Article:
Lillian Gobitas Klose, who as a youngster stood up for church-state separation in a key legal case during the 1930s, passed away in August at the age of 90.
In 1935, Gobitas was 12 years old and was attending an elementary school in Minersville, Pa. She and her family belonged to the Jehovah’s Witness faith, which holds that people should pledge allegiance only to God. Lillian and her brother, William, had decided they would no longer participate in the mandatory Pledge of Allegiance. They were expelled that day.
The case went all the way to the Supreme Court. In 1940 the high court ruled 8-1 against the Gobitas family in Minersville School District v. Gobitis. (A printer’s error resulted in the family’s name being misspelled.) Public school students, the justices said, could be compelled the recite the Pledge of Allegiance as a way of fostering “national cohesion.”
The ruling sparked attacks on Witnesses nationwide. Witness children were expelled from schools around the country, and adult Witnesses were physically attacked and beaten. Just two weeks after the Gobitis ruling, the U.S. Department of Justice had recorded hundreds of assaults on Witnesses nationwide. In one case from West Virginia, the local police chief led an unruly mob that forced Witnesses from their homes and out of town.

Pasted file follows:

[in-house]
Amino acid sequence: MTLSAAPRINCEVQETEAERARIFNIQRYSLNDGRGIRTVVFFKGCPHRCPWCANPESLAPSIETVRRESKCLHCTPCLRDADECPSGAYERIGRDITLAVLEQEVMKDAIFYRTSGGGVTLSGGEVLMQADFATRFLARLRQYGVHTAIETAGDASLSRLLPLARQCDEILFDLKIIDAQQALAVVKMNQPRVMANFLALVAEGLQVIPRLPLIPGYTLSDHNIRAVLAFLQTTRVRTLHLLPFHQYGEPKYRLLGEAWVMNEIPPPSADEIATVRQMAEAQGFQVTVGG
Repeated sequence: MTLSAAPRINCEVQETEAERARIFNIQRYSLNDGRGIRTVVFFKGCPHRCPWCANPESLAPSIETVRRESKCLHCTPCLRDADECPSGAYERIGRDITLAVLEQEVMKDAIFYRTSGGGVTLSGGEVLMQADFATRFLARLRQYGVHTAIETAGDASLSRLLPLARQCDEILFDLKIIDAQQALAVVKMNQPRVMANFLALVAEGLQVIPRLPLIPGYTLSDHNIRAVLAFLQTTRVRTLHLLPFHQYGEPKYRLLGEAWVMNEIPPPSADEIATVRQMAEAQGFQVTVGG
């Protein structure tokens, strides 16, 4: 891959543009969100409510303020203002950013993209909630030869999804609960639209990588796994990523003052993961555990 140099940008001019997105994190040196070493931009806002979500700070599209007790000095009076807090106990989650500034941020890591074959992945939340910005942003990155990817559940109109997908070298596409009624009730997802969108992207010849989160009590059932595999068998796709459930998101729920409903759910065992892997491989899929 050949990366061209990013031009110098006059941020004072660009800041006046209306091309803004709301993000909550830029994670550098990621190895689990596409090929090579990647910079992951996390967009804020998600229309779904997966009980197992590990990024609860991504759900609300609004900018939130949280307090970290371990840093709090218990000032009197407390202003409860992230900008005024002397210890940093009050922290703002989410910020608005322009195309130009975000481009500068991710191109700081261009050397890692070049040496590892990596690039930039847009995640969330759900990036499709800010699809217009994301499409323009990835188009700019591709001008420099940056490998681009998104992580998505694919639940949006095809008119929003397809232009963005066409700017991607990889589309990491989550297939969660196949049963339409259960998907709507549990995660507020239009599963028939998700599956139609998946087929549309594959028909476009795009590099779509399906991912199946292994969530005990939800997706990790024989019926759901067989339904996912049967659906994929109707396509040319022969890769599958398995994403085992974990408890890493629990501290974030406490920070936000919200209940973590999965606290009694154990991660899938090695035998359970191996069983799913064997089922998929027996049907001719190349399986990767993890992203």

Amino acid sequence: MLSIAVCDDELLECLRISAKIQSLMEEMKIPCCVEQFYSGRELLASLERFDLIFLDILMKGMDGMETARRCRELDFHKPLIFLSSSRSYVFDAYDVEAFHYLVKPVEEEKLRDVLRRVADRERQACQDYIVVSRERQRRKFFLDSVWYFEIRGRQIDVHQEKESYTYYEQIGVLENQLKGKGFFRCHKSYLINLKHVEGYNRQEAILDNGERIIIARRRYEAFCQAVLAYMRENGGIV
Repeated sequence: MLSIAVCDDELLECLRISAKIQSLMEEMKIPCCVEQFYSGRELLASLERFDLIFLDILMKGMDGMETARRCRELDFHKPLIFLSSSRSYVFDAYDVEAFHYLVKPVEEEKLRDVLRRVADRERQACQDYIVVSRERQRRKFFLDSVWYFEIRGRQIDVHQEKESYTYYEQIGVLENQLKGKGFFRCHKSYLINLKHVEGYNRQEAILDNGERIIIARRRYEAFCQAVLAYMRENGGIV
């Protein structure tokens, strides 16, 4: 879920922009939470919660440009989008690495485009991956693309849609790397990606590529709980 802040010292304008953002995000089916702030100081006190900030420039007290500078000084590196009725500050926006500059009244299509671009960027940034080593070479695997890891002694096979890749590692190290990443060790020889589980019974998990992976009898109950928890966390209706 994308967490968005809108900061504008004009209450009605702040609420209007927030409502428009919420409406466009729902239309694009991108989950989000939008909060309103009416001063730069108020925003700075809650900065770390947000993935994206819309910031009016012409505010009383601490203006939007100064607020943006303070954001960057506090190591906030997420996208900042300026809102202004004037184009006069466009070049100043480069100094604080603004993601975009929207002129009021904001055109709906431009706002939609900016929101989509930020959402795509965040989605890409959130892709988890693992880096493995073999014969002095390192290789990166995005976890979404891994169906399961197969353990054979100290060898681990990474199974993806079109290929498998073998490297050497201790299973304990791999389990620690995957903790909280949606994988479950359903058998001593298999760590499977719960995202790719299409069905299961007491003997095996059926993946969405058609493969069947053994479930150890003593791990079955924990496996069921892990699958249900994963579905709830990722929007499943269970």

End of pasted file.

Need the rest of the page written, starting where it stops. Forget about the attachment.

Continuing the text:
“It got real ugly,” Klose told the Allentown (Pa.) Morning Call in 1988.“They thought we were Communists, Nazis. They felt real righteous about it.”
The Supreme Court soon corrected its mistake. In 1942 the high court accepted an identical flag-salute case, and this time ruled the other way. Ruling 6-3 in 1943’s West Virginia State Board of Education v. Barnette, the justices declared that public schools may not violate students’ rights of conscience by requiring flag salutes and recitation of the Pledge.
Although Klose is largely forgotten today, AU Communications Director Rob Boston said in a “Wall of Separation” blog post that even now, whenever misguided teachers and school administrators try to punish students who won’t say the Pledge, they can’t because of legal precedent.
“It’s a simple fix – and for it we can thank a gutsy young woman named Lillian Gobitas,” he wrote.